1. DireStraits says:

        Whatever your views on diversity quotas, it’s clear that the article itself was poorly written. Did you see the diagram implying that journal integrity has a negative influence on organic synthesis? What does he even mean by that? Besides that, why is he considered qualified to publish a peer reviewed article on the influence of any hiring and training practices? It’s not like he’s actually done any controlled studies on hiring practices vs. outcomes.

    6. Ari Koskinen says:

      It’s sad how this escalated so violently. Hudlicky’s new paper had the picture from the 13 year old book, and some of the ‘negative influence’ arrows were interpreted opposite to what they are elaborated in the book. This was taken as an indication that Hudlicky had changed his position. No, he just used an old picture, and people didn’t realize that. Also, his research group has consisted of moire than 300 members from all countries, ethnicities, gender, etc… I am ashamed of being a member of a ‘learned society’ that has adopted to Trump’s ways of policymaking by social media and tweets alone, and forgetting those wise words by Wolfgang Pauli: “Ich habe nichts dagegen, wenn Sie langsam denken, Herr Doktor, aber Ich habe etwas dagegen, wenn Sie rascher publiziere, als Sie denken.” Applies to both ‘sides’.

      1. It's not smart to put your actual name on a public forum says:

        The fact that you do not see the issues with this essay shows how out of touch you are with the wider community, particularly young and BAME people. Moreveover, what I find ironic about your defence of Hudlický is the Wolfgang Pauli quote: “I don’t mind your thinking slowly; I mind your publishing faster than you think.“ Which describes perfectly this situation where a thoughtless and biased essay using self-plagraised diagrams can make it through two reveiwers and a team of editors. Indeed, “publishing faster than you think”.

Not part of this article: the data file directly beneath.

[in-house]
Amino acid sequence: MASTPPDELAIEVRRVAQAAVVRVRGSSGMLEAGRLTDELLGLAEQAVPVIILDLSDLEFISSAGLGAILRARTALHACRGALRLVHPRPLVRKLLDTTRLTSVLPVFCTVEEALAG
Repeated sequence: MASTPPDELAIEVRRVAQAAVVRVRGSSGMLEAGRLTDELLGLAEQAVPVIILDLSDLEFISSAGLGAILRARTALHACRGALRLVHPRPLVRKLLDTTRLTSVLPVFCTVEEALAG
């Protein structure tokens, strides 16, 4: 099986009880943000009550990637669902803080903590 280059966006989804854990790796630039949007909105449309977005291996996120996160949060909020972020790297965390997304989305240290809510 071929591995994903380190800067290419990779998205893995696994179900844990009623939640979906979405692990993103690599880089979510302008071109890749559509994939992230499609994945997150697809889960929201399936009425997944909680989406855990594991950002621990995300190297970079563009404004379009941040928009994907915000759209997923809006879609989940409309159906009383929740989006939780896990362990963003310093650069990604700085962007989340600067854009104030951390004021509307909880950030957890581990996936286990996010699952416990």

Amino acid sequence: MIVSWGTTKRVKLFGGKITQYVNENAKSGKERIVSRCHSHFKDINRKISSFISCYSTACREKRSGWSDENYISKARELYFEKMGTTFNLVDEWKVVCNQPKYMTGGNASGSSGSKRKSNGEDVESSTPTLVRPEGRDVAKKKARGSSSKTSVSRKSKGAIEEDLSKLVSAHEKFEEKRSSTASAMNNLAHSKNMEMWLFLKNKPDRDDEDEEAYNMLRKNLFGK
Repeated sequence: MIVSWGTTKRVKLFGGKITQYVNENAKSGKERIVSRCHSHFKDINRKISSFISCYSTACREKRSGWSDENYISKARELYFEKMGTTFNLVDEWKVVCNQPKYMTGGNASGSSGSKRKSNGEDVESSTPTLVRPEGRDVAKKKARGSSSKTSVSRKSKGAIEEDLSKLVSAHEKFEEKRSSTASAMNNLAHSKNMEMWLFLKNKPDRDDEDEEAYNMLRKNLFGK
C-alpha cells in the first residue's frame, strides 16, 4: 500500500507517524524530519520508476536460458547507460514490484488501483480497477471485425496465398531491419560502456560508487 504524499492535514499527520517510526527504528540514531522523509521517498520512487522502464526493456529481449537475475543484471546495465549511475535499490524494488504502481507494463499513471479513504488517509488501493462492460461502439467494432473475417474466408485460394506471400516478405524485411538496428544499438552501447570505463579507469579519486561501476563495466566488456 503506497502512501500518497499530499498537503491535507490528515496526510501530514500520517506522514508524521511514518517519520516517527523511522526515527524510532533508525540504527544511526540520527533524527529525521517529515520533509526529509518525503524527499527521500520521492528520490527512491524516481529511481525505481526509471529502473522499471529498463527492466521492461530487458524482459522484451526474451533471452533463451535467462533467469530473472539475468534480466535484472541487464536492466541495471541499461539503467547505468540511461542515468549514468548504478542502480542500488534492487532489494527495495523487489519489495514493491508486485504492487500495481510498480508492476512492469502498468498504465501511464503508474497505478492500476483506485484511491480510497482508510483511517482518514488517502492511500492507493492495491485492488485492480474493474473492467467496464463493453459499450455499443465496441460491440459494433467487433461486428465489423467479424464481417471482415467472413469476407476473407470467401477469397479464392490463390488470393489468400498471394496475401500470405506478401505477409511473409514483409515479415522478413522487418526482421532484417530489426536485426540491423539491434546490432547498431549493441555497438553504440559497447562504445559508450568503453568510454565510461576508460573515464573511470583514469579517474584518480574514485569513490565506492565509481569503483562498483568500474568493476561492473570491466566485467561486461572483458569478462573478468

It worries me that professors like you sit on public comitties and have a say over people’s careers in science.

    7. Apprentice says:

      Please watch Star Wars – this would give you some initial simple understanding of what master-apprentice relationship mean. Later I would recommend historical books about craftsmanship and so on…

  4. Matt Gruner says:

    Clearly how we evaluate scientists for leadership positions (ie R01 funding) badly need revision if not class action lawsuits. One obvious step is to not promote over represented groups (straight white men who proselytize (sWiMPs)) to leadership positions like grant review or department/group chairmanships. Another improvement would be changing tenure so you could be fired if you’re advocating the supremacy of specific groups of scientists.

    1. Anonymous says:

      We should chat!
      Looking to implement some cultural reforms in my organization.
      Give me a call.
      Mao (Tse-tung)

  5. rhodium says:

    I think it is interesting to compare chemical biology and organic synthesis. In the former, so many productive and innovative groups are led by women. This is less true in synthesis and really less true 30 years ago. Someone interested in the sociology of science could find that a worthwhile topic to study.

  6. All reagents matter says:

    Cancel hudlicker!

  7. dearieme says:

    The agonising is all very well but what is to be done?

    Suppose my mother was given a hard time in the chemists’ trade. Why is that a good reason to give me a hard time? Doesn’t my family lose twice in a row?

    Answering injustice with a different injustice is a mug’s game. You should be wondering how to visit punishment on the unjust.

    1. Hap says:

      It doesn’t seem like punishment, though, to judge people as best you can on their merits and not on what they look like or where they came from. I don’t think Hudlicky is being slagged, for example, for being white, but for the assertion that the current ordering of researcher status is solely due to merit and not due to any other characteristics (color, gender, or national origin, for example), which seems unjustified and ignorant of history, if not blatantly untrue.